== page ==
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BCIT Citations Collection

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Schwann cells generated from neonatal skin-derived precursors or neonatal peripheral nerve improve functional recovery after acute transplantation into the partially injured cervical spinal cord of the rat
The transplantation of Schwann cells (SCs) holds considerable promise as a therapy for spinal cord injury, but the optimal source of these cells and the best timing for intervention remains debatable. Previously, we demonstrated that delayed transplantation of SCs generated from neonatal mouse skin-derived precursors (SKP-SCs) promoted repair and functional recovery in rats with thoracic contusions. Here, we conducted two experiments using neonatal rat cells and an incomplete cervical injury model to examine the efficacy of acute SKP-SC transplantation versus media control (Experiment 1) and versus nerve-derived SC or dermal fibroblast (Fibro) transplantation (Experiment 2). Despite limited graft survival, by 10 weeks after injury, rats that received SCs from either source showed improved functional recovery compared with media- or fibroblast-treated animals. Compared with media treatment, SKP-SC-transplanted rats showed enhanced rubrospinal tract (RST) sparing/plasticity in the gray matter (GM) rostral to injury, particularly in the absence of immunosuppression. The functional benefits of SC transplantations over fibroblast treatment correlated with the enhanced preservation of host tissue, reduced RST atrophy, and/or increased RST sparing/plasticity in the GM. In summary, our results indicate that: (1) early transplantation of neonatal SCs generated from skin or nerve promotes repair and functional recovery after incomplete cervical crush injury; (2) either of these cell types is preferable to Fibros for these purposes; and (3) age-matched SCs from these two sources do not differ in terms of their reparative effects or functional efficacy after transplantation into the injured cervical spinal cord., Peer-reviewed article, Published.Received March 17, 2014; revised March 18, 2015; accepted March 21, 2015.
A scoping review of data logger technologies used with manual wheelchairs
Proceedings of 2015 RESNA Annual Conference. In recent years, more and more studies are using data logger technologies to document driving and physiological characteristics of manual wheelchair users. However, the technologies used offer marked differences in characteristics such as measured outcomes, ease of use, burden, etc. The objective of this study is to examine the extent of research activity that relied on data logger technologies for manual wheelchair users. We undertook a scoping review of the scientific and gray literature. Five databases were searched from January 1979 to November 2014: Medline, Compendex, CINAHL, EMBASE and Google Scholar. This review retained 104 papers. The selected papers document a wide variety of systems and technologies, measuring a whole range of outcomes. Of all technologies combined, 16.8% were accelerometers installed on the user, 14.8% were magnetic odometers or odometers installed on the wheelchair, 10.2% were accelerometers installed on the wheelchair and 8.67% were heart monitors. So, it is not surprising that the most reported outcomes were distance, speed and acceleration of the wheelchair, and heart rate. In the future, it may be necessary to reach a consensus on what outcomes are important to measure and how. Technological improvements and access to less expensive devices will probably make it possible to easily measure many important outcomes at relatively low cost., Conference paper, Published.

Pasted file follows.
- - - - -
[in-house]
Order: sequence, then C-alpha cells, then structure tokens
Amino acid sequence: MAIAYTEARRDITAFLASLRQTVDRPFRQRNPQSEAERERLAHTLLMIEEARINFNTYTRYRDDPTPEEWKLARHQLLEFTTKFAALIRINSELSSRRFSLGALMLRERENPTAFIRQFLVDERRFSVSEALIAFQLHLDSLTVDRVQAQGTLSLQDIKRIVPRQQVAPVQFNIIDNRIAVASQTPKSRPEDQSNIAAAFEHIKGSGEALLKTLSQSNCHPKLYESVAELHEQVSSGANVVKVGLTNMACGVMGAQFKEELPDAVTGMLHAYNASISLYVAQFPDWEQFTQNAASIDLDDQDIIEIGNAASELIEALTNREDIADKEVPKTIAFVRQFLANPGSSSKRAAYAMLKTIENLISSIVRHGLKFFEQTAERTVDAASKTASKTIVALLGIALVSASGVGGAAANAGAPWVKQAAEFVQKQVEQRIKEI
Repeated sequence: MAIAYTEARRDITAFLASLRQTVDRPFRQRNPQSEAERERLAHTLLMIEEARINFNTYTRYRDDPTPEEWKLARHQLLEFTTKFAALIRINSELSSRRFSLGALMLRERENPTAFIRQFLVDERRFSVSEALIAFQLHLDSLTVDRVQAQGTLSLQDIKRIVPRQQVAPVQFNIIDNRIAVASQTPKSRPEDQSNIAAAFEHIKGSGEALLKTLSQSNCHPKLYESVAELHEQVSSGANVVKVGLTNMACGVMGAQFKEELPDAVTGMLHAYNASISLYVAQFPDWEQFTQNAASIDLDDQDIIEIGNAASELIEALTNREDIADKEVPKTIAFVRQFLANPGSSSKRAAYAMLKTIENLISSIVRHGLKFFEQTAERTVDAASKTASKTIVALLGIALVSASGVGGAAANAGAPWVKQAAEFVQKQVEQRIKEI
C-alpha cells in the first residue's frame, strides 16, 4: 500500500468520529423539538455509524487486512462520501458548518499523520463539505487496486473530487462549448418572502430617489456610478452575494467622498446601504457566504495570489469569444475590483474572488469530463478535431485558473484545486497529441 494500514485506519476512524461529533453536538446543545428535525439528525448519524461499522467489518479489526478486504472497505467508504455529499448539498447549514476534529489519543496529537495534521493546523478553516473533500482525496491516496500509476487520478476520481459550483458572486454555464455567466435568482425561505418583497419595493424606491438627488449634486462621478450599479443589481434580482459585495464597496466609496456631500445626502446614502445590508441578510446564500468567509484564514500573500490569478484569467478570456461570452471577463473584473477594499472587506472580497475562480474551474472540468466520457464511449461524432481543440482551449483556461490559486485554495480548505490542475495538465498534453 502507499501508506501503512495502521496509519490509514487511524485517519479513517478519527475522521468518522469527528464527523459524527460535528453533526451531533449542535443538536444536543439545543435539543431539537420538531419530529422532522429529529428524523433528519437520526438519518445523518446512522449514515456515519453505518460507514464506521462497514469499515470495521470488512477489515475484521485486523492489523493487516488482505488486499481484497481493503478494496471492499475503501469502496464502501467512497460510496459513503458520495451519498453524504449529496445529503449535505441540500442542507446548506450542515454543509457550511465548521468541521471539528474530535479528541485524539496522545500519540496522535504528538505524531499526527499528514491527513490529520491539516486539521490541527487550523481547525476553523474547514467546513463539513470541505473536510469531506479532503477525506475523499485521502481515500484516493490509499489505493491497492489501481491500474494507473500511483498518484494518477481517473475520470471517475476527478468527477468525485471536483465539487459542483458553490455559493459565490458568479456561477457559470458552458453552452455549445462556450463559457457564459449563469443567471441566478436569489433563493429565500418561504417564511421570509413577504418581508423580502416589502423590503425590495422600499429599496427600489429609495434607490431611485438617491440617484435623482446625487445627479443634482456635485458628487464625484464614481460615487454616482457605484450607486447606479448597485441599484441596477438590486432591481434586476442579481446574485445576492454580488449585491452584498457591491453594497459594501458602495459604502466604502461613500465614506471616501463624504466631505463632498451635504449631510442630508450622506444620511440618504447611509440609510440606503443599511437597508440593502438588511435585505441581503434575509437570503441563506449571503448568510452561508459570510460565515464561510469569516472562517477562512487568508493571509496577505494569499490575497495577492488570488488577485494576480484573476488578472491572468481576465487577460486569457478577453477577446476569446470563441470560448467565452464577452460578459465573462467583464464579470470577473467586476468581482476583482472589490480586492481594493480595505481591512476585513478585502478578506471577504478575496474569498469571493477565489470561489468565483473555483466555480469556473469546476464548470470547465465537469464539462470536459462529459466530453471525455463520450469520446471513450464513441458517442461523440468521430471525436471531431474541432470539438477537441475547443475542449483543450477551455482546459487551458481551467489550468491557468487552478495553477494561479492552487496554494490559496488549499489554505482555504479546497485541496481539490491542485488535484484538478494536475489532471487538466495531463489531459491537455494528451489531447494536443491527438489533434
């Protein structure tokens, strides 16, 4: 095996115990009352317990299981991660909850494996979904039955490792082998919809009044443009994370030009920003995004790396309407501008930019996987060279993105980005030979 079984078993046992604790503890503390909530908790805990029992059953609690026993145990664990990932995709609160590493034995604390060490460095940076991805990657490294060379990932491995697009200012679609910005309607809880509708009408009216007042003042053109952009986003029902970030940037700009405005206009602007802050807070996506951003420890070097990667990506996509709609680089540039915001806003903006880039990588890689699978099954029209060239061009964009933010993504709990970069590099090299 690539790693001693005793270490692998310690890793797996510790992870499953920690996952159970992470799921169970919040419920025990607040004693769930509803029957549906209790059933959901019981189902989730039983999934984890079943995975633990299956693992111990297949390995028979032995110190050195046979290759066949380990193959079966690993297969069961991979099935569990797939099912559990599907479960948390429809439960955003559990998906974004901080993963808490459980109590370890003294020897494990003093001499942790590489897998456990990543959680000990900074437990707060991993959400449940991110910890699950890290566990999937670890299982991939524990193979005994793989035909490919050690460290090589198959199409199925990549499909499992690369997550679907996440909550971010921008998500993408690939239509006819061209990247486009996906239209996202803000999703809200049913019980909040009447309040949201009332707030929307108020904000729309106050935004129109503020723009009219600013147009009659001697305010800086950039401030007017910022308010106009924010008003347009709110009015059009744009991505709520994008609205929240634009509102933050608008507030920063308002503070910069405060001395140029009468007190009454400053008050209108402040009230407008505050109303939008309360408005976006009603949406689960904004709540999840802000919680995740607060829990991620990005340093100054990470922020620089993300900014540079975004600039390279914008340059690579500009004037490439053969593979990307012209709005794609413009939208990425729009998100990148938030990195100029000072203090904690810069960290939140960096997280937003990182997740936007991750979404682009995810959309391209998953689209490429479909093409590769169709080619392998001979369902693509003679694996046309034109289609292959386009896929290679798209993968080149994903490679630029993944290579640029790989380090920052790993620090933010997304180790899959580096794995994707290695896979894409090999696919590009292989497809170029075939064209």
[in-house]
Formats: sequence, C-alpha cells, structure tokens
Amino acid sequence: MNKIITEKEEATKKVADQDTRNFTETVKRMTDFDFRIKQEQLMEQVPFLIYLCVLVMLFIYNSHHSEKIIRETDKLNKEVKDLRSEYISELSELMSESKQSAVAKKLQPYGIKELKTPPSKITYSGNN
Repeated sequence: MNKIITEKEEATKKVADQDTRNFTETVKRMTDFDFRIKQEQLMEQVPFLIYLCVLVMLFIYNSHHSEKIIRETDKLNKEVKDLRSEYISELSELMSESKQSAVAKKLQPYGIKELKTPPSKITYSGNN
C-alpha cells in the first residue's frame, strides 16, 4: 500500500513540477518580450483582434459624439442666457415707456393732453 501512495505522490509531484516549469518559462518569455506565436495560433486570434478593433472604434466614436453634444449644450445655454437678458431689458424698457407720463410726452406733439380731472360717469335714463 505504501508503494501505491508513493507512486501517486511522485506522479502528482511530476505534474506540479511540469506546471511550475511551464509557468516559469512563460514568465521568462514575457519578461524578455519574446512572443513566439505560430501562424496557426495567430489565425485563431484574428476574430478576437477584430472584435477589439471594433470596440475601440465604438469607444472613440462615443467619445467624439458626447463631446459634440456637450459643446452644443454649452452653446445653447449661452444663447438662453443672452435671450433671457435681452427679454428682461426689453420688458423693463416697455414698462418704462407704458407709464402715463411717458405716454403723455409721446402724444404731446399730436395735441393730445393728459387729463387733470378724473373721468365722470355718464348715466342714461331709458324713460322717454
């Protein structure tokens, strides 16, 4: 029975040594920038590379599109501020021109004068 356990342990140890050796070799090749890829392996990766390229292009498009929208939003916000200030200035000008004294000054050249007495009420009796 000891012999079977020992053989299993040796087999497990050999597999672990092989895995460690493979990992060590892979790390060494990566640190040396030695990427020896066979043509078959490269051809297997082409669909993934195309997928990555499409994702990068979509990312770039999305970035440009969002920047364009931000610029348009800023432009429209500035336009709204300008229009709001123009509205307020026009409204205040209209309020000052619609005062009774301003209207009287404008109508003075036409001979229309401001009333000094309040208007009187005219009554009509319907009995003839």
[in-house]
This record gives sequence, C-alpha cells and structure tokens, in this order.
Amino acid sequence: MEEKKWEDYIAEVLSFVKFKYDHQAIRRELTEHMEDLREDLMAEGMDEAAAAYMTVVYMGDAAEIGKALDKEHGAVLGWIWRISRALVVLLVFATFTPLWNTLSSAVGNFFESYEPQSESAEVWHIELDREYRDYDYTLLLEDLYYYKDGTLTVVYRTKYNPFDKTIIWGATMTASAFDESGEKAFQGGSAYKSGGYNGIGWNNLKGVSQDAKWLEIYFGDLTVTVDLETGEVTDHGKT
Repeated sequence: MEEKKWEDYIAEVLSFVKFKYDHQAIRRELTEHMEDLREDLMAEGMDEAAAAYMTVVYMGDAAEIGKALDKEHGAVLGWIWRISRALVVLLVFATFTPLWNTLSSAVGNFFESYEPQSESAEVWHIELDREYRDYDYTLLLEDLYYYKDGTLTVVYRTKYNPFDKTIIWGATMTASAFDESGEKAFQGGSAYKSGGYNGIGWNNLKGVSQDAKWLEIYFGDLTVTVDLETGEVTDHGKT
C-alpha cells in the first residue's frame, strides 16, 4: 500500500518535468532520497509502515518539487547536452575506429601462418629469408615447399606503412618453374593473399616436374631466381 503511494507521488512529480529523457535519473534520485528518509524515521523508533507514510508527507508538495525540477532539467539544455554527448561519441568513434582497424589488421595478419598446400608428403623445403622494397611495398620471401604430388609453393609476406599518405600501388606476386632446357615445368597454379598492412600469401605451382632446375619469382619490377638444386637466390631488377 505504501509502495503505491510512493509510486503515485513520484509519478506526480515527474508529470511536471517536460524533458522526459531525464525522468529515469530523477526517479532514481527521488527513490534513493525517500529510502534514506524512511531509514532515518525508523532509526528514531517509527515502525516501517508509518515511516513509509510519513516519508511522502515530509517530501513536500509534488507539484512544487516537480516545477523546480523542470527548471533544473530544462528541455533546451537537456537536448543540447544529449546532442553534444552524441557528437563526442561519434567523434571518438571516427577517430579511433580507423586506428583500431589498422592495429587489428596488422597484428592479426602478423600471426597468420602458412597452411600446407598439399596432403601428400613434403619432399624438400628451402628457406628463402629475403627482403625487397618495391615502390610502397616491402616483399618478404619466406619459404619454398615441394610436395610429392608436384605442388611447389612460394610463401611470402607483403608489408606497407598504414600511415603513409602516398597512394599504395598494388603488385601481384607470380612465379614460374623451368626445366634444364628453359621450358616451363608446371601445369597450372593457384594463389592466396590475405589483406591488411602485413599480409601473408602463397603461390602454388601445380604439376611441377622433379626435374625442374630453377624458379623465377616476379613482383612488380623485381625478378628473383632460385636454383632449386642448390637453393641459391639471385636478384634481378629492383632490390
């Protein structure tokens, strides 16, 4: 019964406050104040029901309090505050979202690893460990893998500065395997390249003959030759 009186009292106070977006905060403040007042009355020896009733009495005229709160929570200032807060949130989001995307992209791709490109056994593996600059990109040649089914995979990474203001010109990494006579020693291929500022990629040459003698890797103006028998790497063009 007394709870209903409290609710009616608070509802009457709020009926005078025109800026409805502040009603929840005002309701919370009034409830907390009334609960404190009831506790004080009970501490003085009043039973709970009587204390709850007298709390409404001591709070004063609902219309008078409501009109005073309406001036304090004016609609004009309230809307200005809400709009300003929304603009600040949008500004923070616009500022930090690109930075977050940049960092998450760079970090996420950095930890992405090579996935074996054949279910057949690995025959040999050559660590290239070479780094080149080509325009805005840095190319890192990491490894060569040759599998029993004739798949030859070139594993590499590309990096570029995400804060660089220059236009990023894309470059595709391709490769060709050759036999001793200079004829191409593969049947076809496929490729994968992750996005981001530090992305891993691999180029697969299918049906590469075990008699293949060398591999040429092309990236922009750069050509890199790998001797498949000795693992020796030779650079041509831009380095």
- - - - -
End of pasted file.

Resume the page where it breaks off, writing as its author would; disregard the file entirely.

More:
Searching for early developmental activities leading to computational thinking skills
Proceedings from the 2017 ACM Conference on Innovation and Technology in Computer Science Education. Drawing on the long debate about whether computer science (CS) and computational thinking skills are innate or learnable, this working group is based on the following hypothesis: The apparent innate ability of some CS learners who succeed in CS courses despite no prior exposure to computing is a manifestation of early childhood experiences and learning outside formal education., Peer reviewed, Conference paper, Published., K-12 education, Computational thinking
Seasonal indoor humidity levels of apartment suites in a mild coastal climate
It is essential to design and operate buildings with good indoor air quality because people spend most of their time indoors, and their productivity, comfort, and health depend on the quality of the indoor air. In addition to other indoor-air-quality parameters, the indoor humidity and temperature need to be controlled and maintained within acceptable ranges. Elevated indoor humidity creates favorable conditions for mold growth and building-envelope damage. To minimize such problems, it is important that designers have insight into the level of indoor humidity that will be expected in a building operating under a set of conditions and weather variation. In this paper, the results of monitoring the indoor temperature and humidity of four apartment suites with different occupancy levels are reported. Along with the indoor-air conditions, the local outdoor temperature and relative humidity were continuously measured for 17 months. The indoor humidities in the suites were correlated with the outdoor air temperature and humidity and compared with the European indoor climate class model. Moreover, the indoor-temperature and relative-humidity ranges in the four suites during the winter, spring, summer, and fall seasons and the temperature and humidity distributions within the suites are reported., Technical papers, Published. Received: September 22, 2014. Accepted: February 03, 2015. Published online: April 21, 2015.